How do you create a budget when your freelance income isn’t steady? Can you mark up project-related expenses without feeling guilty? In this episode I answer these and other money-related questions submitted by readers and listeners.
Our first question comes from Brian via LinkedIn.
Hi Alvalyn, Your post – https://alvalyn.com/boost-your-profits-with-mark-ups
/ – well, it opened my eye. Question for you. In your example of quoting the total printing fee (cost + markup) , how do you “hide” the markup on your invoice since the printer’s invoice is attached? Or, do you simply cover it in the Agreement, e.g. “We apply a 20% markup to project expenses?”
Thanks for your question, Brian. I don’t separate the mark-up to the client when estimating or billing. I “ hide” the mark-up as single amount that includes the cost plus the mark-up. For example: The printer invoice is $5,000.00. If I apply an 18% mark-up, the total I show on my bill to my client for the printing cost is $5,900.00. The mark-up amount isn’t a separate line item. I don’t include my printer’s invoice; the client never sees that. Marking up is ordinary practice in business, for any business that wants to make a profit. To say “We mark up.” is stating the obvious. If you think about it, does your printer provide you with a single total on their invoice, or do they itemize their paper, ink, utilities costs, payroll costs, custodial costs, equipment purchase and maintenance costs, trade printing , binding, and profit percentage? No. They might separate shipping costs from the printing cost, but the printing is billed as a single amount that combines their costs plus profit (mark-up). Be assured they’re marking up their costs to you. Remember: price = cost of materials + time + profit. Was this helpful? This is provided for information and education only and not as professional advice.
Aaron asked: Can I file jointly with my husband or do I have to file a separate tax return if I’m self-employed?
You file jointly on a 1040. On that 1040 form, on line 12 of the INCOME section, you’re going to put your profit/loss from your business. You figure that out on your Schedule C — profit or loss from business or profession. On the Schedule C you’ll include your business name, type of business, address, and list income and expenses. If you have 1099 (independent contractor) income, that’s shown on your Schedule C. If you’re selling product, that income is shown on the Schedule C. The total profit or loss on your Schedule C is transferred to your 1040. If you own more than one business, create separate Schedule Cs for each business. All that Schedule C income is totaled on your 1040.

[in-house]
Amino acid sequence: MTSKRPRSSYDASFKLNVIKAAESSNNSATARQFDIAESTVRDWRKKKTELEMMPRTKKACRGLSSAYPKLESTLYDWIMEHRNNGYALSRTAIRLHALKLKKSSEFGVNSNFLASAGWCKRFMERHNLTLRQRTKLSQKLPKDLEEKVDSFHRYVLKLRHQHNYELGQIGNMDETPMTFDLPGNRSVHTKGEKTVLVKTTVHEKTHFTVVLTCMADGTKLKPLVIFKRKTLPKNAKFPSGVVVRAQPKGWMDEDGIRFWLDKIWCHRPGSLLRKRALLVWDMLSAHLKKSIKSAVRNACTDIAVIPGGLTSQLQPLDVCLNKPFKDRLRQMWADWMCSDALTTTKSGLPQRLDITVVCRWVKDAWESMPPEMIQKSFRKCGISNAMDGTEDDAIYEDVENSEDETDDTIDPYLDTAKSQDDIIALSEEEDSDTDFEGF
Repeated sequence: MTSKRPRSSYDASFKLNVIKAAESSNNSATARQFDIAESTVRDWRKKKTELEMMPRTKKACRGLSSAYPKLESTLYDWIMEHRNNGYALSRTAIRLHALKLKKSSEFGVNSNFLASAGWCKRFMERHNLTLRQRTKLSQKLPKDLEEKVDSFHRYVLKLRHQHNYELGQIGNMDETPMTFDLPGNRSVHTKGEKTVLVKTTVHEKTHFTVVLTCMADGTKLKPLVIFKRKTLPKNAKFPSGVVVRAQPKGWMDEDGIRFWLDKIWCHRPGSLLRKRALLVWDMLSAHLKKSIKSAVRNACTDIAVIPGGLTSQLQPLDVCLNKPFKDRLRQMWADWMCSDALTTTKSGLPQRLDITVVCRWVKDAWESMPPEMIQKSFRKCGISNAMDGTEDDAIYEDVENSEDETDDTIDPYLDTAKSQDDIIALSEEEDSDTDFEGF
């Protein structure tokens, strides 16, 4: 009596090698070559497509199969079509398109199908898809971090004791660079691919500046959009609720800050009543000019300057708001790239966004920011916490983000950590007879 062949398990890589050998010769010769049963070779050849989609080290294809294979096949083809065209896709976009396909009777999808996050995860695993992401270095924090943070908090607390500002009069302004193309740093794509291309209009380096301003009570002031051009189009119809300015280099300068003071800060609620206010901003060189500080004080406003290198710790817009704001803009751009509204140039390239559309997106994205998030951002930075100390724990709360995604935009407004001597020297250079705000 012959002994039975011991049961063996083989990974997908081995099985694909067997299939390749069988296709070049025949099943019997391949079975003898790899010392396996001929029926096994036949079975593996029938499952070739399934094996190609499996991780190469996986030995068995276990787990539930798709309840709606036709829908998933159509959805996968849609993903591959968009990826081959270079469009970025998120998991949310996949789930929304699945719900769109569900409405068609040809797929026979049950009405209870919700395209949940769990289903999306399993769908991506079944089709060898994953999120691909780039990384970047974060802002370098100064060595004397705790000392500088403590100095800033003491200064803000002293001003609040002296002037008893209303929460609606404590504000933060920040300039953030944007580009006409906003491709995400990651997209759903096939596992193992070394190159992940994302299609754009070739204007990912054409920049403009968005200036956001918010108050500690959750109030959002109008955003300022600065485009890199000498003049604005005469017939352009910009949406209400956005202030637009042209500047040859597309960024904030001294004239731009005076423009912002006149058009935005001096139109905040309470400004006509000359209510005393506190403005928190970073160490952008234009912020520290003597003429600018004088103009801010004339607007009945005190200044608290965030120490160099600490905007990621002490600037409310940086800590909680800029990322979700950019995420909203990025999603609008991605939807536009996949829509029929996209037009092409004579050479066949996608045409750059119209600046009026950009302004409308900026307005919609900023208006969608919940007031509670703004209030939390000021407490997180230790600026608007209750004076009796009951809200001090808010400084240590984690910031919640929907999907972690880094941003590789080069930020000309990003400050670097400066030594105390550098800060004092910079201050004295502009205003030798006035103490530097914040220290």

So on that 1040 you’re filing jointly with your husband.
You don’t need to file separately, and you don’t need to file a separate income tax return unless your business is a corporation. If you’ve set up an LLC or a sole-proprietorship, you file as an individual and simply complete the Schedule C, which supports the 1040.
Hope that makes sense.
I’m not a CPA or tax pro and I’m not giving you legal or financial advice. I’m sharing information to hopefully lessen your stress. Be sure to confer with a tax pro or CPA who works with the self-employed to confirm this info.
Lynda asks: Have you ever charged a minimum rate? At times clients will reach out and they’ll need something quick and simple and we aren’t in a retainer type relationship, so I have to bill hourly… I am wondering if anyone implements a minimum for that kind of thing? How do you invoice for small jobs? any suggestions or what do you do?
It sounds like you’re asking if you should have a minimum engagement.
First let me say that you’re rate should be your rate if you’re charging hourly. It hourly is your pricing model, then determine what that’s going to be and make it your rate for everything.